Forty percent of Americans get less than seven hours of sleep at night, a Gallup study shows. That’s more than one hour down from the forties, but consistent with other Gallup polls in the 1990s and 2000s.
While the amount of sleep we need can vary so much, I reached out to four CEOs to find out about their sleep habits. How many hours do they sleep at night? Do they feel rested? Are they in better shape in the morning or at night? Also, what improves their sleep?
Here’s what they told me.
Sarah Noel Block, Tiny Marketing: “I try to exercise every day.”
“I sleep about seven hours a night and wouldn’t mind another hour or two! But I feel relatively rested. I can get up and get started as soon as I wake up without trouble.
As for my productivity, can I be an afternoon person? I thrive between 10 a.m. to 1 p.m. But if I had to choose between the two, it would be morning. My productivity level after 5 p.m. is at a hot zero.
One thing that’s greatly improved my sleep is exercise. I try to exercise every day and when I miss a day, my sleep is restless. I love working myself to complete exhaustion. THAT is the best sleep.”
— Sarah Noel Block, Founder of Tiny Marketing
Sarah Martineau, Ideta: “I sleep with an open window.”
“I sleep about seven hours a night and unfortunately, I don’t feel deeply rested when I wake up. But that’s what weekends are for!
I’m as much a morning person as a night owl but I’ll admit that the quality of my work might be better in the morning.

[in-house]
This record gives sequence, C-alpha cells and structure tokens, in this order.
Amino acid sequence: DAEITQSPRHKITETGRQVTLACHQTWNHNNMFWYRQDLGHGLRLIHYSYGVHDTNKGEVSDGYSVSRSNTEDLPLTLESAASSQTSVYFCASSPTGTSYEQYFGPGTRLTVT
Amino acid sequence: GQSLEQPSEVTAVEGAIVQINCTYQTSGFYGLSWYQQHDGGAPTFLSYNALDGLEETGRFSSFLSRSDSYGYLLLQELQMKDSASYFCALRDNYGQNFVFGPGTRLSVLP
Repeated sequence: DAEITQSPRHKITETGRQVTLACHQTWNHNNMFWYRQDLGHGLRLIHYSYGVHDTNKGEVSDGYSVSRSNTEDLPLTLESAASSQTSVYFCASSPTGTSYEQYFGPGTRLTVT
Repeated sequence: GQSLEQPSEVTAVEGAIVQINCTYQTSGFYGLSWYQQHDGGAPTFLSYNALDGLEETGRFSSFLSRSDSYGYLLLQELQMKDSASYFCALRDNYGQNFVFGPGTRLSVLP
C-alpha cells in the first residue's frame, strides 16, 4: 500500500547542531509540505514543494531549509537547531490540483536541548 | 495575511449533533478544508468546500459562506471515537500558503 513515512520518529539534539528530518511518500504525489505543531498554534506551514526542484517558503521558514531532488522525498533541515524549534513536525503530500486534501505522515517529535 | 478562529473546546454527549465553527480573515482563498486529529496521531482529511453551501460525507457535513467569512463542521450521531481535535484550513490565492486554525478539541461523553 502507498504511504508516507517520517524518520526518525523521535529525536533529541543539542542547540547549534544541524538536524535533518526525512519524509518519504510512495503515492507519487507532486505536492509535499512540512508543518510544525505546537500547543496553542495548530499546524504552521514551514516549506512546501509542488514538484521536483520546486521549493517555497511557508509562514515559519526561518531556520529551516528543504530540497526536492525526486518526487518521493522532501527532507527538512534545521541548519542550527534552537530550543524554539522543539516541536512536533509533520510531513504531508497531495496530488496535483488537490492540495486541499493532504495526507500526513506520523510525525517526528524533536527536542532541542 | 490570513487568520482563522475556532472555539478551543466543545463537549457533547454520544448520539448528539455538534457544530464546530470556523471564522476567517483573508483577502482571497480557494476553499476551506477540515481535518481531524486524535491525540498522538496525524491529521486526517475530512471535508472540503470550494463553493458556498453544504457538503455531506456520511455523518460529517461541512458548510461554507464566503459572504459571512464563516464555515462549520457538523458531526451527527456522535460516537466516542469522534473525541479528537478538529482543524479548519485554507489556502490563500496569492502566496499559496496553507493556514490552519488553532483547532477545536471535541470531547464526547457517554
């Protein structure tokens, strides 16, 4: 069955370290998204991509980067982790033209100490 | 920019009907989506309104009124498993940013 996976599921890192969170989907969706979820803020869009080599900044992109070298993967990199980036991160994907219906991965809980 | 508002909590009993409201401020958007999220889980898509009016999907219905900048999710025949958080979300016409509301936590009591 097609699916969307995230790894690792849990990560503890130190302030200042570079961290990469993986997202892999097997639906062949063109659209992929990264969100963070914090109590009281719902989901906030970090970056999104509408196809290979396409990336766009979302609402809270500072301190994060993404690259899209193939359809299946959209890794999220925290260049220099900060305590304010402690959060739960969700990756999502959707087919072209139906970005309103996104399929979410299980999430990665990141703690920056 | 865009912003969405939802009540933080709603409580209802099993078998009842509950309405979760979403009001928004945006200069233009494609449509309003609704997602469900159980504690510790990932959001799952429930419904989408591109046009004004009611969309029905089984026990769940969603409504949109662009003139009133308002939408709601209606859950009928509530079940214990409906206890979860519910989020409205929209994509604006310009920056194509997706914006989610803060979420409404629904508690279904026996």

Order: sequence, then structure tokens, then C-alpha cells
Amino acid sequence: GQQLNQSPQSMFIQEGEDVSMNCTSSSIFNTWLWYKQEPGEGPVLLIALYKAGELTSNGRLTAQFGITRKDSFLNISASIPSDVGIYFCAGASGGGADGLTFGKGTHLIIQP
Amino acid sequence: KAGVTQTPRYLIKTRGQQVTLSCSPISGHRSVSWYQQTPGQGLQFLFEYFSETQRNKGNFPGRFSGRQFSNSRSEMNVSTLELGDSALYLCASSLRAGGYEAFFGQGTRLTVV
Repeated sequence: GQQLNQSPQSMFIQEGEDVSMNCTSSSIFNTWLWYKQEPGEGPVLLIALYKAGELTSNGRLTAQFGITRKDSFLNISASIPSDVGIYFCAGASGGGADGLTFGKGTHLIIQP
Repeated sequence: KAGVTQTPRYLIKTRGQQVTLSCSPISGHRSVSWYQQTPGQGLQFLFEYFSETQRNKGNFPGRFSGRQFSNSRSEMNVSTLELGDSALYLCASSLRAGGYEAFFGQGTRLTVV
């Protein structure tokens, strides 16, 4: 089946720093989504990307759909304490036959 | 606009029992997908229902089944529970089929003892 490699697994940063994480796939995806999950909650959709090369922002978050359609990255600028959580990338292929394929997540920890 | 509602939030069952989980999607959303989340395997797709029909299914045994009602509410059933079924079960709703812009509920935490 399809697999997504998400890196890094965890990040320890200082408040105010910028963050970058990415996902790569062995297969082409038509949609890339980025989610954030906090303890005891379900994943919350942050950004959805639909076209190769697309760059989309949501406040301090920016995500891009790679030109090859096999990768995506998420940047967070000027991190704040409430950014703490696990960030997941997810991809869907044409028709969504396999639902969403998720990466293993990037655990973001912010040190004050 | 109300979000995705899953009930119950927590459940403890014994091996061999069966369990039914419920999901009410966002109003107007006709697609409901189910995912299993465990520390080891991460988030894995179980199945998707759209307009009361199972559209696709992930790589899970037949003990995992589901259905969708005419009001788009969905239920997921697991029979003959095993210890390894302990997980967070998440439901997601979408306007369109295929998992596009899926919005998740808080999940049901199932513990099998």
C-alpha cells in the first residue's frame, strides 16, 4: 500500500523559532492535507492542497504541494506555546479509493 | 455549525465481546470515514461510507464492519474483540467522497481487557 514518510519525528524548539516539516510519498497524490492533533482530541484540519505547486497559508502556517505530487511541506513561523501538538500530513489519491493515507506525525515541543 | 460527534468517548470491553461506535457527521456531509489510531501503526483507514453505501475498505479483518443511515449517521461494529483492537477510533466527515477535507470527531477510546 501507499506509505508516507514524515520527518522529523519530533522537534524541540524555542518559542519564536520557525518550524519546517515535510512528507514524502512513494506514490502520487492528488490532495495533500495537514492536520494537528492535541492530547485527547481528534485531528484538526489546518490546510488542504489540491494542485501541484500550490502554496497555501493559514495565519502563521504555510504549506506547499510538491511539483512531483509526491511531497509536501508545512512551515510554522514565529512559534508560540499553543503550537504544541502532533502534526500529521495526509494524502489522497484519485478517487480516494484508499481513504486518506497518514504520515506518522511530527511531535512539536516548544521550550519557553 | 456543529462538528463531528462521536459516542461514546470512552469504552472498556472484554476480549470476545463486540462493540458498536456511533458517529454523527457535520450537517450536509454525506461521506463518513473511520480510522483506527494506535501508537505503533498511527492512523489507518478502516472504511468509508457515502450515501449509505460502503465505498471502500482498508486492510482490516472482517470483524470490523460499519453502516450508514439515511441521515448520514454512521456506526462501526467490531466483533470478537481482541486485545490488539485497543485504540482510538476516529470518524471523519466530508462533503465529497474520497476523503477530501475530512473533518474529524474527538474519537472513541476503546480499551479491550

To improve my sleep, I avoid drinking coffee after 4 p.m and don’t drink alcohol at all. I also sleep with an open window to get fresh air all night long.
If I want to fall asleep quickly, my secret tip is to listen to audiobooks.”
— Sarah Martineau, CEO and co-founder of Ideta
Liviu Tanase, ZeroBounce: “I’m naturally more energetic in the evening.”
“On average, I get about six hours of sleep. Would I like more? Probably an extra hour would help. But since I sleep a little longer on weekends, it evens out and I usually feel rested.
Considering the teams I work with in the U.S. and Europe, I avoid thinking about my productivity being tied to the time of day. I’m productive when I need to – the time zone differences don’t allow for much room.
However, I’m naturally more energetic in the evening, so I end up doing some of my best work late at night.
The one thing that helps me sleep better is watching a movie with my wife. It’s a great way to relax. Also, a good workout boosts my energy during the day and helps me get better rest.”
— Liviu Tanase, Founder and CEO of ZeroBounce
Ronen Hamatian, Madrivo: “I’m very much a morning person.”
“I sleep about six and a half hours a night and feel very rested when I wake up. I’m very much a morning person. I wake up naturally around 5:30 a.m., have my morning routine and am at my peak in the a.m. hours.
A good friend of mine is a vascular surgeon and said he cancels surgeries if he’s been awake for more than 15 hours. I certainly also feel that I shouldn’t make important business decisions after 9 p.m. Although my decisions aren’t life/death, sleep plays a huge role in thinking clearly.
I started tracking my sleep with my Garmin watch and noticed that when I run a distance longer than 7 km, I sleep better. Also having a plan that I believe will resolve the pending issues in business and personal life helps me clear my thoughts.
It gives me peace of mind knowing I communicated well to my ‘future self’ what needs to be done when I wake up.”